The Union of Myanmar, which comprises a total land area of 676 533 sq km situates between 9°53′ and 28°25’N latitude and 92°10′ and 101°10’E longitude. Myanmar is bordering Bangladesh and India in the West and China, Thailand and Laos in the East. It is rimmed by mountain ranges in the north, east and west forming a giant horseshoe. Enclosed within the mountain barriers are the flat lands of Ayeyarwaddy, Chindwin and Sittaung River valleys with an extensive network of feeder streams, where most of the country’s agricultural land and population are concentrated.
Approximately 75 percent of the country lies within the tropics and the remainder lies in the subtropical and temperate zones. The annual rainfall is 900 mm in the dry zone and over 5,000 mm in the coastal region and other parts of the country. The average temperature is below 10°C in the hilly region and over 40°C at the central dry zone in the middle of Myanmar. The great variation in rainfall, temperature, soil and topography result with various forest types, such as evergreen, semi-evergreen and mixed deciduous forests. Bamboo which is a preferred food of elephants is abundant in these forests.
The elephant is not only of great cultural and historical significance in Myanmar, but also of major economic importance in the country’s timber industry. Elephant skidding plays a vital role in the timber operations of Myanmar for the foreseeable future, particularly in the many mountainous and swamp areas of Myanmar’s forests.
Elephants are legally protected in Myanmar by the Elephant Preservation Act (1879) and Amended Act II of 1883. The killing and capture of wild elephants without license are prohibited. Myanmar is home to almost 10,000 elephants; from the white elephants in Naypyidaw to their wild counterparts roaming Alaungdaw Kathapa National Park; elephants play an important role in the rich history and culture of Myanmar.
For example, if you are lucky enough to be born on a Wednesday, your Myanmar horoscope sign is the elephant? It’s the bull tusker if you were born in the morning and the mysterious, tuskless female if you were born in the afternoon.
White elephants are a powerful national symbol in Myanmar. They represent divinely sanctified rule and are highly prized by many, who believe the country will be more peaceful and prosperous in the presence of these special creatures. Currently there are eight white elephants in Naypyidaw and Yangon, including two very vivacious and playful calves born from two White elephant mothers, one born as a white elephant, and another born as an ordinary black calf, a pure example of recessive characteristics of white (albinism) genes carried by white mothers.
Myanmar is one of the few countries in the world to continue to use elephants in the logging industry. This work allows elephants to live in their natural forest habitat, freely interact with wild populations and to bond with their mahouts, known as “sin oozies” or elephant headriders. In a mahout family, becoming a mahout means knowledge transfer from father to son. Some mahout families have worked with elephants for generations and their traditional knowledge, for example of herbs from the forest to treat wounds, is vital to caring for elephants.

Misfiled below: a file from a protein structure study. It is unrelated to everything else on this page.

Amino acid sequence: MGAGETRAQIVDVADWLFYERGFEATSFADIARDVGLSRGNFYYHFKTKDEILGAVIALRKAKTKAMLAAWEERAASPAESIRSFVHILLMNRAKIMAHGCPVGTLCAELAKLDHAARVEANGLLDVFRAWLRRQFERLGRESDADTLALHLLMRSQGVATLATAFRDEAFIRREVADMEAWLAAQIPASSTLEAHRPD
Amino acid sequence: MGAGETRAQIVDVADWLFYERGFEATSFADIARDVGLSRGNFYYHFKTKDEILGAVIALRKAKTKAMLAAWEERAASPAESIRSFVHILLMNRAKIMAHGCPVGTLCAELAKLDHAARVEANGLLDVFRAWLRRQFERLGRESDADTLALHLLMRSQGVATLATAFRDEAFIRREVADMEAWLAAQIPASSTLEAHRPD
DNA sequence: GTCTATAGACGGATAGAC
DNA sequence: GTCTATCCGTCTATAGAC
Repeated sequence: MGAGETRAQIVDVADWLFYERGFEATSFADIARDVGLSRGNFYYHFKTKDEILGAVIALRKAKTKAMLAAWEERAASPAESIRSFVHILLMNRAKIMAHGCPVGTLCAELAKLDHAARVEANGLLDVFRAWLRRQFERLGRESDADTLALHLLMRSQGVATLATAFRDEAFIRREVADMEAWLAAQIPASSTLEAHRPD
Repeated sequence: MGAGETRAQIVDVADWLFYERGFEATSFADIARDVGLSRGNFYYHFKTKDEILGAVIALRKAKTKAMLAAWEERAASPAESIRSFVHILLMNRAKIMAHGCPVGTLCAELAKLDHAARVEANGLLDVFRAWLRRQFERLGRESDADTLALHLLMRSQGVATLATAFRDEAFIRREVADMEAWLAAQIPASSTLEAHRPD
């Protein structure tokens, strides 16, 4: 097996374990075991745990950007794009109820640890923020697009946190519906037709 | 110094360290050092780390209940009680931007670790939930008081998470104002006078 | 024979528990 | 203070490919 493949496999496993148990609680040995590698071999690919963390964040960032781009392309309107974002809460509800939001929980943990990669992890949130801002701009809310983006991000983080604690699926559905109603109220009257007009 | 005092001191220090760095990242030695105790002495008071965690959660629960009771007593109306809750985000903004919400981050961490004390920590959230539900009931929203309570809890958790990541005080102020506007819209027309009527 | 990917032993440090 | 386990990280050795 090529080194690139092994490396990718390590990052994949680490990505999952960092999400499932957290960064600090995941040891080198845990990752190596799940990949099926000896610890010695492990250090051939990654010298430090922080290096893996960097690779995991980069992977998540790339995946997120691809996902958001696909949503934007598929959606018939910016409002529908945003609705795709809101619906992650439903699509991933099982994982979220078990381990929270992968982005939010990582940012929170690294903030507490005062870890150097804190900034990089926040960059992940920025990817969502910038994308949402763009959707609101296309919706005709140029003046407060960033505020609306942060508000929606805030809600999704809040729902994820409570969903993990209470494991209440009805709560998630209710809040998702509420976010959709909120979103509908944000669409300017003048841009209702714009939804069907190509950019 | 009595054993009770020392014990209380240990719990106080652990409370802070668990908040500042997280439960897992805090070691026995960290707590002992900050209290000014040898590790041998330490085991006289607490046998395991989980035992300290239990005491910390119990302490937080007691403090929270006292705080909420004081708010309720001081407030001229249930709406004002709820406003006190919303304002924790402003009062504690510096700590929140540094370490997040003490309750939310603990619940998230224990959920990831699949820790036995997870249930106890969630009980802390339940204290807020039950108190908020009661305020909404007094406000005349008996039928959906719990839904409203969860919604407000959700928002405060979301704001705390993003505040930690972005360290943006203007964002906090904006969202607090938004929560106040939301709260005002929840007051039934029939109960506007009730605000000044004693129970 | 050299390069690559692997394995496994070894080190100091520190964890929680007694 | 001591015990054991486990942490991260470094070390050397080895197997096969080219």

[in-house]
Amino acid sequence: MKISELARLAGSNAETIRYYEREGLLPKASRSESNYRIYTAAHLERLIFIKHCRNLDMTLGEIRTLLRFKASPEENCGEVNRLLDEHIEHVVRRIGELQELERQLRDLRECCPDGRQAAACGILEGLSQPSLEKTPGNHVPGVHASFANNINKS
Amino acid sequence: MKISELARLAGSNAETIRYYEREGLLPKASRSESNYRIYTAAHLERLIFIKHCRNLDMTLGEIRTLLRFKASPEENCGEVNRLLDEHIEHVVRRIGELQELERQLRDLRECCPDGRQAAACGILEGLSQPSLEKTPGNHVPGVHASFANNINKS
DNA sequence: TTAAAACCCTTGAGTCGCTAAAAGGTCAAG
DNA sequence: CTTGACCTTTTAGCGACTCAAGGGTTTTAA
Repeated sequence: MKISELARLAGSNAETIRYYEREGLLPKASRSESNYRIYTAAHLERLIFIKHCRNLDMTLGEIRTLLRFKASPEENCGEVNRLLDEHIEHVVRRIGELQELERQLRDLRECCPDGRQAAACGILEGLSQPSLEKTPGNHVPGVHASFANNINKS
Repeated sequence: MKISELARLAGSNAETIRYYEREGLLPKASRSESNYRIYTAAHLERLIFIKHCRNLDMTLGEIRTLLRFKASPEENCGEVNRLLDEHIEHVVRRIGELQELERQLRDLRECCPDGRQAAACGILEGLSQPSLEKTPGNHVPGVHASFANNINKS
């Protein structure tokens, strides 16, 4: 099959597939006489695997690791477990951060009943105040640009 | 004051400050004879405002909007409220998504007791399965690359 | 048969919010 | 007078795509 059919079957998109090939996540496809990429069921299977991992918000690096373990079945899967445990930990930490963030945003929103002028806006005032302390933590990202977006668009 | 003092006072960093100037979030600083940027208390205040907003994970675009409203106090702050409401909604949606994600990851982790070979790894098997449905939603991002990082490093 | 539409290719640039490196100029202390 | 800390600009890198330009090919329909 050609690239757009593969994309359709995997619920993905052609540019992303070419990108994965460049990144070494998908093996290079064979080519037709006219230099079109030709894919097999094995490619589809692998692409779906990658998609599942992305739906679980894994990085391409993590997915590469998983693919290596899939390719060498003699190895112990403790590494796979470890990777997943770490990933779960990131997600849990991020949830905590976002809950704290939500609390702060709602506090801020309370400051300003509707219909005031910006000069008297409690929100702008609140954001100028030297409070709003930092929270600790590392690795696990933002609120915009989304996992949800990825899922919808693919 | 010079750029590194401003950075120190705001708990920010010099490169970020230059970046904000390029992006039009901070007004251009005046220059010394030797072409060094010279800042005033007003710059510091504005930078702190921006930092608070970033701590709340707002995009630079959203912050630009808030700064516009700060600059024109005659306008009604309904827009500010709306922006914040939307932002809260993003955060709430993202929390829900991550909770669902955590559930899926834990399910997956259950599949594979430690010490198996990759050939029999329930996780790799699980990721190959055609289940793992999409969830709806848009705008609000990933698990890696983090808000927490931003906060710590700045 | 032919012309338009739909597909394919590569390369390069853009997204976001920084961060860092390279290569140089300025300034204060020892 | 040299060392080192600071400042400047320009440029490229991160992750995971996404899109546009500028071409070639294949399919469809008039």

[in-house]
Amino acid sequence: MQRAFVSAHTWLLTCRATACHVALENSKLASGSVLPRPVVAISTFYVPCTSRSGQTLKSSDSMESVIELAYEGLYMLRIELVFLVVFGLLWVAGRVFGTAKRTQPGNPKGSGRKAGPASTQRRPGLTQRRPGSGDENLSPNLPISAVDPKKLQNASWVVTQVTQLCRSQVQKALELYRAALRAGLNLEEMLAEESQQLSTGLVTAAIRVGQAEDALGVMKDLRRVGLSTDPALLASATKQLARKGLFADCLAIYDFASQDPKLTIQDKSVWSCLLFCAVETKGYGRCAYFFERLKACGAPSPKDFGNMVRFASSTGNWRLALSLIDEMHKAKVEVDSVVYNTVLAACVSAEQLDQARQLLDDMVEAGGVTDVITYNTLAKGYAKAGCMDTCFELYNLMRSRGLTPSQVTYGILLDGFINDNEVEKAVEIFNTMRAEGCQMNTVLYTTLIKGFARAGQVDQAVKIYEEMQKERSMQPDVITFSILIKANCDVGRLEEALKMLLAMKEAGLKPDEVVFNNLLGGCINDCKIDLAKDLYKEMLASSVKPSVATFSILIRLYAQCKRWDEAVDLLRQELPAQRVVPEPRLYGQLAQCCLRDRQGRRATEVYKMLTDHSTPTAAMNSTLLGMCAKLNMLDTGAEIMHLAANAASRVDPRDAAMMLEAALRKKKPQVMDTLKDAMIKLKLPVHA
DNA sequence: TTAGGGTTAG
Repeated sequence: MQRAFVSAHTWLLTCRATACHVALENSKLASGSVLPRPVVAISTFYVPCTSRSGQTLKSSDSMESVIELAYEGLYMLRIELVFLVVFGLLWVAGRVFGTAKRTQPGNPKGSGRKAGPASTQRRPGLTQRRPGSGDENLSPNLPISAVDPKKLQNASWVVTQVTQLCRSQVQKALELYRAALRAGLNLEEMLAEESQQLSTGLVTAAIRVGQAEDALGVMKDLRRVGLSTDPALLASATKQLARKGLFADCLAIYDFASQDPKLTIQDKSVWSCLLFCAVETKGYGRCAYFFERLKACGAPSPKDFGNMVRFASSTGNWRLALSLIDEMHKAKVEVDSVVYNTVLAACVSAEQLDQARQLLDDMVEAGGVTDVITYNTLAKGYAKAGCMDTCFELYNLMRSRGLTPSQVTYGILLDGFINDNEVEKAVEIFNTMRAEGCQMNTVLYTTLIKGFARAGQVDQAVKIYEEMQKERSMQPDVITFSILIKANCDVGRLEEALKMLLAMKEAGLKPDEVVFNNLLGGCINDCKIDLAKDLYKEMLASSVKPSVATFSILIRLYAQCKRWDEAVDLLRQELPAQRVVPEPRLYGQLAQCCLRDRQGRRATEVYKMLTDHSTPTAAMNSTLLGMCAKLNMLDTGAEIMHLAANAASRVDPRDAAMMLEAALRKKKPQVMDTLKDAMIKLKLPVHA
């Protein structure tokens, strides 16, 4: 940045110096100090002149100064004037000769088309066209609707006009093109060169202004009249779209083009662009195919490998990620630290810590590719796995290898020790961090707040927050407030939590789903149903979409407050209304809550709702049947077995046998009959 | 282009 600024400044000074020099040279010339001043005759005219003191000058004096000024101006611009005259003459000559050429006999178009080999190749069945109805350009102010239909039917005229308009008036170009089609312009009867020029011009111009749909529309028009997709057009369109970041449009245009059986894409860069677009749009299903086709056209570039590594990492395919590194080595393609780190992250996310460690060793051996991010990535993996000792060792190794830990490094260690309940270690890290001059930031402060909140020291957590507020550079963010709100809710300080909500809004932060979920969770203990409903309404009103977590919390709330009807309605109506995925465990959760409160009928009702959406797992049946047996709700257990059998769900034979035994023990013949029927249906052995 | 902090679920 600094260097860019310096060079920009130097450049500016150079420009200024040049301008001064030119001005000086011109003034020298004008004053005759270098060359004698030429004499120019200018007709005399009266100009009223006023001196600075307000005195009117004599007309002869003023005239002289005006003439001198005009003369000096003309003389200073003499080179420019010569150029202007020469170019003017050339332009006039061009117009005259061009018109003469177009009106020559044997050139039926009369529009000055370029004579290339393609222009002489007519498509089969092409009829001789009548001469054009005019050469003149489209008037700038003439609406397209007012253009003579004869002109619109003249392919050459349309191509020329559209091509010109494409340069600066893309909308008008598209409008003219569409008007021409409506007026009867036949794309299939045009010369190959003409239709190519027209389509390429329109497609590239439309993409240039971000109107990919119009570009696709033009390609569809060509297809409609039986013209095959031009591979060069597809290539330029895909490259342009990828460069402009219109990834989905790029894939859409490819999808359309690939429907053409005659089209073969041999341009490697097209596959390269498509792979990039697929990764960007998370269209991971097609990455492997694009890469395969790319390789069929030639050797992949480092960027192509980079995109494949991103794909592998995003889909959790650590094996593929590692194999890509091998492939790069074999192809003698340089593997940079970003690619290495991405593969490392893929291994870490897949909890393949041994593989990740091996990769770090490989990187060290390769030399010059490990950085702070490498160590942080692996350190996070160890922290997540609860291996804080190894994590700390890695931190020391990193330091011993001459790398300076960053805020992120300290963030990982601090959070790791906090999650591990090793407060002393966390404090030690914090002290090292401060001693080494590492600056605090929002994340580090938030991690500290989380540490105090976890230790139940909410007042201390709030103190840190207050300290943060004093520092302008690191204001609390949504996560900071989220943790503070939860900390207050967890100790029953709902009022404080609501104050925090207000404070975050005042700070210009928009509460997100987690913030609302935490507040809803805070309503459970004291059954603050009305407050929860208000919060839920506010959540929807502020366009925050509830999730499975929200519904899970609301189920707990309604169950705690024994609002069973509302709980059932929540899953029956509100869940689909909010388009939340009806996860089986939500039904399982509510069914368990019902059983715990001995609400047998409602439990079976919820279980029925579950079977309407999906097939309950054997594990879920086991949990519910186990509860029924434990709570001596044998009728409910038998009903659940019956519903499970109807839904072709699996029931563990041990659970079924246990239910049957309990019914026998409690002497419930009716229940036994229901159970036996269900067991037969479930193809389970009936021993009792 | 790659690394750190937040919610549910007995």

Using elephants rather than machines to remove trees allows the removal of selected logs without damaging the rest of the forest. Elephants have the strength to drag or push heavy logs. They combine this power with remarkable delicacy and sure-footedness as they pad quietly through the forest in the steep terrain of Upper Myanmar. Elephant-assisted logging is a form of ecologically responsible and sustainable forest management, allowing for the preservation of the forests and the valuable biodiversity within them.
A multi-disciplinary research group based at the University of Sheffield has been studying the Myanmar timber elephants since 2012. Their research aims to determine factors affecting health, fertility and mortality rates in the captive population and devising strategies to improve them.
One of the founding scientists of this research group is Khyne U Mar, a Myanmar-born veterinarian with more than 20 years of working experience with timber elephants. She says “I very am proud to study elephants in my native country. Elephants have a long history of interaction with humans in this country and I want to see elephants and humans coexisting peacefully long into the future.” Elephants may appear to be very strong to us, weighing up to 5 tonnes and standing up to 3.2 metres tall, however, they are vulnerable to infectious diseases, illnesses and injuries. Dr Khyne U Mar continues, “My research into elephant diseases including parasites and tuberculosis will improve their health. One of my key aims is to ensure that elephant care is of the best possible standard.”
Whilst the number of Asian elephants in the world is dwindling, Myanmar is focused on maintaining population numbers and promoting its elephant conservation. Dr Khyne U Mar says, “The low rates of survival and reproduction necessitate capture of wild elephants to maintain the working population. The health of the captive population is therefore tightly linked to the endangered wild population. Maintaining a sustainable population of logging elephants is a primary aim of my research. I am establishing a nursing camp to ensure that healthy calves are born and that they survive the difficult first few months of life”.
-Hunnah Mummby And Khyne U Mar
With research, conservation and protection, the future could be bright for Myanmar’s giant forest dwellers. For more information about Dr Khyne U Mar’s work and the Myanmar Timber Elephant Project see Twitter @MyanmarElephant and the website http://myanmartimber-elephant.group.shef.ac.uk.